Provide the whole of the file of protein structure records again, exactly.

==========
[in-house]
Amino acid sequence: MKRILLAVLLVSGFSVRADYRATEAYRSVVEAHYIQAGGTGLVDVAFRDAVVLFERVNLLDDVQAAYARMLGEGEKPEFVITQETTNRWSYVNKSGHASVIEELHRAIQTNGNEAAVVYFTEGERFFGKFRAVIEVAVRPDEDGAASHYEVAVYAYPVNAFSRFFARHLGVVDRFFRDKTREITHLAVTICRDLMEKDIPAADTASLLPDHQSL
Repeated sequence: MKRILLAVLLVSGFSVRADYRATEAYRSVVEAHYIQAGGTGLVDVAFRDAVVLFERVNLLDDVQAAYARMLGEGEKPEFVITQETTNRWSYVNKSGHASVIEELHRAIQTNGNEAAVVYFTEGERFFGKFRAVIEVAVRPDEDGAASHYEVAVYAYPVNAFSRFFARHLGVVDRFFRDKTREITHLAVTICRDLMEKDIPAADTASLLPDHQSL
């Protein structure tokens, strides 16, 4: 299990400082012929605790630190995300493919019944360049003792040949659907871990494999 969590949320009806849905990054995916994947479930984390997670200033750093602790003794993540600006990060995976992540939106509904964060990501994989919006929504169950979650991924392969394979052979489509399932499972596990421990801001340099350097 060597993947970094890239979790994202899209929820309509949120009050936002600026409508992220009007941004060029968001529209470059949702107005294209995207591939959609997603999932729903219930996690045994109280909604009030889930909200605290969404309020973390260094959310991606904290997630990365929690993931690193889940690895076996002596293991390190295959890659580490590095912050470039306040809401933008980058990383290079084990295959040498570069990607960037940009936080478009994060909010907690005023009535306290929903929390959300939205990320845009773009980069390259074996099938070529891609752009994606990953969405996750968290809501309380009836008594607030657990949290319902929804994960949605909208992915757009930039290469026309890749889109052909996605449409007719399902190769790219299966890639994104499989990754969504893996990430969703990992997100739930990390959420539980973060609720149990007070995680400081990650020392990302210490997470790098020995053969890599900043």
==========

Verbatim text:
[in-house]
Amino acid sequence: MKRILLAVLLVSGFSVRADYRATEAYRSVVEAHYIQAGGTGLVDVAFRDAVVLFERVNLLDDVQAAYARMLGEGEKPEFVITQETTNRWSYVNKSGHASVIEELHRAIQTNGNEAAVVYFTEGERFFGKFRAVIEVAVRPDEDGAASHYEVAVYAYPVNAFSRFFARHLGVVDRFFRDKTREITHLAVTICRDLMEKDIPAADTASLLPDHQSL
Repeated sequence: MKRILLAVLLVSGFSVRADYRATEAYRSVVEAHYIQAGGTGLVDVAFRDAVVLFERVNLLDDVQAAYARMLGEGEKPEFVITQETTNRWSYVNKSGHASVIEELHRAIQTNGNEAAVVYFTEGERFFGKFRAVIEVAVRPDEDGAASHYEVAVYAYPVNAFSRFFARHLGVVDRFFRDKTREITHLAVTICRDLMEKDIPAADTASLLPDHQSL
């Protein structure tokens, strides 16, 4: 299990400082012929605790630190995300493919019944360049003792040949659907871990494999 969590949320009806849905990054995916994947479930984390997670200033750093602790003794993540600006990060995976992540939106509904964060990501994989919006929504169950979650991924392969394979052979489509399932499972596990421990801001340099350097 060597993947970094890239979790994202899209929820309509949120009050936002600026409508992220009007941004060029968001529209470059949702107005294209995207591939959609997603999932729903219930996690045994109280909604009030889930909200605290969404309020973390260094959310991606904290997630990365929690993931690193889940690895076996002596293991390190295959890659580490590095912050470039306040809401933008980058990383290079084990295959040498570069990607960037940009936080478009994060909010907690005023009535306290929903929390959300939205990320845009773009980069390259074996099938070529891609752009994606990953969405996750968290809501309380009836008594607030657990949290319902929804994960949605909208992915757009930039290469026309890749889109052909996605449409007719399902190769790219299966890639994104499989990754969504893996990430969703990992997100739930990390959420539980973060609720149990007070995680400081990650020392990302210490997470790098020995053969890599900043």